Some consumers are more vulnerable to marketing practices due to their personal traits such as age, health or household arrangements. For this study consumer vulnerability is defined as the risk that a consumer’s mental, physical or financial welfare may be damaged when engaging in a market interaction.
While consumer vulnerability has been discussed at length in academic literature and regulatory guidelines, there has not been a comprehensive geographical assessment of consumer vulnerability in the United Kingdom. This study creates a geodemographic classification of consumer vulnerability at output area level.
Data and methods
The variables selected to use for clustering were derived from 2011 Census outputs, based on the whether they suitably describe consumer vulnerability as defined above. In addition data from a commercial partner was used for cluster validation.
Highly correlated variables were considered for removal from the initial selection. Counts were converted to percentages for each output area. Data were then transformed using Inverse Hyperbolic Sine and standardised using z-scores. Principal component analysis was performed on the treated data before clustering.
K-means was performed to cluster the data using the first 10 principal components as inputs. The optimum number of clusters was first determined by running k-means at each value of k (number of clusters) from 2 to 25. This was then used when creating the final clustering.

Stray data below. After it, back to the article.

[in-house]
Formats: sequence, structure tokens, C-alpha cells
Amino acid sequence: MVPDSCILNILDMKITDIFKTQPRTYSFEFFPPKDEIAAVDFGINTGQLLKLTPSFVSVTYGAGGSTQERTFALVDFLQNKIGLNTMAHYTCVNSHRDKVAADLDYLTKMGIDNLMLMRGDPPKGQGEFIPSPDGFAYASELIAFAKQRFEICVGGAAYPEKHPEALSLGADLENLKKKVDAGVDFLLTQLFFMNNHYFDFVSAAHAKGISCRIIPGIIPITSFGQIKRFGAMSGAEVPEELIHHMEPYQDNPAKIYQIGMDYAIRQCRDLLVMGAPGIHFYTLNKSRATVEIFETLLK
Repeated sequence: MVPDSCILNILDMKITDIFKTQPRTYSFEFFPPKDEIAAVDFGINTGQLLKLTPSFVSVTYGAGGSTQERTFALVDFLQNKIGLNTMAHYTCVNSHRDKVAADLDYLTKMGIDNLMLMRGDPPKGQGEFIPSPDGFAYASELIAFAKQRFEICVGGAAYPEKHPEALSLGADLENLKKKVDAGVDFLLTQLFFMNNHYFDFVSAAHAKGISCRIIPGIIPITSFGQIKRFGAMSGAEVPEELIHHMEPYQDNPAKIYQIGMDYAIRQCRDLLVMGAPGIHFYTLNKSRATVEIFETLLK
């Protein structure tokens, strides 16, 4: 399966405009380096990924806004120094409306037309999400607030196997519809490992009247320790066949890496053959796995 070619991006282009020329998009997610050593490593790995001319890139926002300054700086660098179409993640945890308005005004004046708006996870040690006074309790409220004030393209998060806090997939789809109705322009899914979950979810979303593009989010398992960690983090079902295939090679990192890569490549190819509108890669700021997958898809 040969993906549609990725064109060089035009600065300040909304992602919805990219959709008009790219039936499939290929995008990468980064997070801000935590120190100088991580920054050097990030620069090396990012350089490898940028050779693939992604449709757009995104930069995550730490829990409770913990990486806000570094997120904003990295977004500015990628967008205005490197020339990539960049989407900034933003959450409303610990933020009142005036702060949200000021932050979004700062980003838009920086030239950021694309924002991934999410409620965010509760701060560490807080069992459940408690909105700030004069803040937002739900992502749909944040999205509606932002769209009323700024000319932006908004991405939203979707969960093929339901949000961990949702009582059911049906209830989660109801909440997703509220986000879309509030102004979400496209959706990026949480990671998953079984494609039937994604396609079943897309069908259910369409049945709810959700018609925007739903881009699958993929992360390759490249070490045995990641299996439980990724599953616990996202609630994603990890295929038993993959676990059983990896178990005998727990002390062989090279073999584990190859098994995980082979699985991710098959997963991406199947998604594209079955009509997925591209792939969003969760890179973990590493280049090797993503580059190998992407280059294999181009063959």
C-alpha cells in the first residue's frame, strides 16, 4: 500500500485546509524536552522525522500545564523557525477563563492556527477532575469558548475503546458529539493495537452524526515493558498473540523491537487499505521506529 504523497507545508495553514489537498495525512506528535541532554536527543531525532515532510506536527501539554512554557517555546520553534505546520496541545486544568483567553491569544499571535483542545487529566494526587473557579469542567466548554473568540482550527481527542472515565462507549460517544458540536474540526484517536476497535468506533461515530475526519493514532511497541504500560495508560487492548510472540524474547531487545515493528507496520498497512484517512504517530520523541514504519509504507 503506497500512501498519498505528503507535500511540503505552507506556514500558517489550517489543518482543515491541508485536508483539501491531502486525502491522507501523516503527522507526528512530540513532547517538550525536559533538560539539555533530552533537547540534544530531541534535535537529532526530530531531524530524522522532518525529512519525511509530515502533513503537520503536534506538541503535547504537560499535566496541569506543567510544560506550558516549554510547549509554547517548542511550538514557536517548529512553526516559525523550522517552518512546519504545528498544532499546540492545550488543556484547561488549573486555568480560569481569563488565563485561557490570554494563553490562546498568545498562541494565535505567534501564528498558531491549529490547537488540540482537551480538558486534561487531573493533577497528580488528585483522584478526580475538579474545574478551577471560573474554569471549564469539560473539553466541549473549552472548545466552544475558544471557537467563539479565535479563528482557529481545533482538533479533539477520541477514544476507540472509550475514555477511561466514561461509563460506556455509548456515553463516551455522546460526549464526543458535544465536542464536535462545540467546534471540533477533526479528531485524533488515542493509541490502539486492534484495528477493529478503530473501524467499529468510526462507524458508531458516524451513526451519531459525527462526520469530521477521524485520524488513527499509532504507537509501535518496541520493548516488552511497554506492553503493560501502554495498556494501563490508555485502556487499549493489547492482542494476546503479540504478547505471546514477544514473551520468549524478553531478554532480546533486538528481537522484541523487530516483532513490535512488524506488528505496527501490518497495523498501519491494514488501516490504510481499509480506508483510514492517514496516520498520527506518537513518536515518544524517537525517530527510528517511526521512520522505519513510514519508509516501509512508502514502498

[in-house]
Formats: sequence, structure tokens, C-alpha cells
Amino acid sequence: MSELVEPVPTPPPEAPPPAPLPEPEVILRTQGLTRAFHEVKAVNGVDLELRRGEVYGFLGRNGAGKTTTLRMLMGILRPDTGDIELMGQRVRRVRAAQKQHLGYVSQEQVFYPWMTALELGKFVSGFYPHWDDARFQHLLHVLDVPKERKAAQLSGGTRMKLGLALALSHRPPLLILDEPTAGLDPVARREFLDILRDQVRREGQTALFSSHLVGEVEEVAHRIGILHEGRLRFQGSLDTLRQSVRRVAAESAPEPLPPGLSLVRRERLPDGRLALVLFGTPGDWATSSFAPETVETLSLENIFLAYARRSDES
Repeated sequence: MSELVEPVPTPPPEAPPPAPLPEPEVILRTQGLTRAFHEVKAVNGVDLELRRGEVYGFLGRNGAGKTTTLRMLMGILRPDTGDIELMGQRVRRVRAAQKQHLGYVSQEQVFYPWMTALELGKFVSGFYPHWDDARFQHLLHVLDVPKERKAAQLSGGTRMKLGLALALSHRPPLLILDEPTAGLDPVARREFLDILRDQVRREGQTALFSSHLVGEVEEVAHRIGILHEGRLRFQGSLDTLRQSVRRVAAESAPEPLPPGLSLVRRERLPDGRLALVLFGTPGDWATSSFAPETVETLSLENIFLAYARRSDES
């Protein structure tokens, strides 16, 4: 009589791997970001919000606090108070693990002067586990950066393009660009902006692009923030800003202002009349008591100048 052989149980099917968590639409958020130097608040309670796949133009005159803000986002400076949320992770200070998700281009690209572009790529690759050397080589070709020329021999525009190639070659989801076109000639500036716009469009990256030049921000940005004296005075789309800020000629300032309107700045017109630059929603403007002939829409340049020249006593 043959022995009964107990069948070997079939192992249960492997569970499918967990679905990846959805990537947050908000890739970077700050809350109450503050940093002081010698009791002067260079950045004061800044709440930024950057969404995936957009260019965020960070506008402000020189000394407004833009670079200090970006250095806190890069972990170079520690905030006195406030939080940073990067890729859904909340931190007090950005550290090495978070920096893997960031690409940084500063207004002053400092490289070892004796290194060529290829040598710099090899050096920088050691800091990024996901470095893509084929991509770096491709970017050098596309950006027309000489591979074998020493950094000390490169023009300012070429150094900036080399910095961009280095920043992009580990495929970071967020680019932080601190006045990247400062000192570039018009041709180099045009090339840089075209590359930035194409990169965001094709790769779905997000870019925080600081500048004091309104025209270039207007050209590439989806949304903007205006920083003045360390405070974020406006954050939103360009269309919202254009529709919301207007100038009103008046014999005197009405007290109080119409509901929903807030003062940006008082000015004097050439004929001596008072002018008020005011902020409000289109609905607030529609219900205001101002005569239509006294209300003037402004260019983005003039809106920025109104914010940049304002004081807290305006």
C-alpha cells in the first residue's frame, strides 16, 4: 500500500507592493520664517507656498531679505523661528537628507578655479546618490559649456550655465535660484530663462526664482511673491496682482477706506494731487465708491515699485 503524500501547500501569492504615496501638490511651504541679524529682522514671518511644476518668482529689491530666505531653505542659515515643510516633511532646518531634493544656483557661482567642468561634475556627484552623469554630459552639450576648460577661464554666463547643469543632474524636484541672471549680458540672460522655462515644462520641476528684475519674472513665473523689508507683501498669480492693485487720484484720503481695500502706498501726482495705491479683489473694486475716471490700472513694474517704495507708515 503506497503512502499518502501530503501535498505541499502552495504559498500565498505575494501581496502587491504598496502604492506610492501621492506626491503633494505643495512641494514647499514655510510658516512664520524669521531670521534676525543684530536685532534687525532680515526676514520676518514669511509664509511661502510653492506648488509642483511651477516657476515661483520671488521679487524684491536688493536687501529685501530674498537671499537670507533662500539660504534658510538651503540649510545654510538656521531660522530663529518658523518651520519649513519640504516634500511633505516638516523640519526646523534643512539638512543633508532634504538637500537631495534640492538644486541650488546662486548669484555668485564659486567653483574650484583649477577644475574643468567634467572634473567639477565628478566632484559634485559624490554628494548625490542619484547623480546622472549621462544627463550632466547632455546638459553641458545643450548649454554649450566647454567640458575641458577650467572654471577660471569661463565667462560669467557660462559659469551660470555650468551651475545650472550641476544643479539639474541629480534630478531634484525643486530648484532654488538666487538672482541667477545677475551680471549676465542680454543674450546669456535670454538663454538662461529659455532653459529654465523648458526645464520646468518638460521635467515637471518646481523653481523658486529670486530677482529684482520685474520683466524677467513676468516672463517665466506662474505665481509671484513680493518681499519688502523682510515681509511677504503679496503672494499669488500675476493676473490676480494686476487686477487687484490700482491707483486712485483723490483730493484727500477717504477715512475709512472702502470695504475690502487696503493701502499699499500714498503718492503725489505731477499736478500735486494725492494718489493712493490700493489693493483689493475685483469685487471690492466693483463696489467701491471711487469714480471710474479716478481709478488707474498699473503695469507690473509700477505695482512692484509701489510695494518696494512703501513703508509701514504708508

An optimum number of 6 clusters was found using k-means. These clusters were visualised using heat maps and radial plots by comparing clusters to the z-scores of the original variables. Each of these clusters showed distinct characteristics related to consumer vulnerability.
The clusters were characterised as:
- Prosperous Professionals
- Well Established
- Students and Young Professionals
- On a Budget
- Vulnerable Communities
- Vulnerable Pensioners
These cluster results were presented on an interactive map for the United Kingdom, showing cluster membership of each output area (Fig 1). Pen portraits were also written to help end users understand the characteristics of each cluster.
A consumer dataset was used to validate the clusters, finding a good level of agreement. This involved comparing the cluster solution to key variables such as income, shop spend and holiday spend. In addition to validation this process also generated extra insight into the cluster characteristics, such as spending habits.
Additionally, each cluster was broken down into sub-clusters and characterised using the same methods as above. This produced further insight into the makeup of each of the clusters, further identifying areas with particular vulnerability to market practices.
Figure 1: Map showing the cluster assignment for output areas in Leeds
Value of the research
By undertaking an assessment of the risk of consumer vulnerability at a fine spatial scale, policy-makers can identify where practices and policy may need to be adapted to avoid exploiting vulnerable individuals living in these areas. In addition, this work may be useful for identifying areas where consumers may benefit the most from services such as the Telephone Preference Service.
The framework developed in this work can also be applied to new data sources to answer questions relating to consumer characteristics at varying geographical scales.
Michael Adcock, Data Science Intern, LIDA
Dr Nik Lomax, School of Geography and LIDA
Dr Stephen Clark, School of Geography and LIDA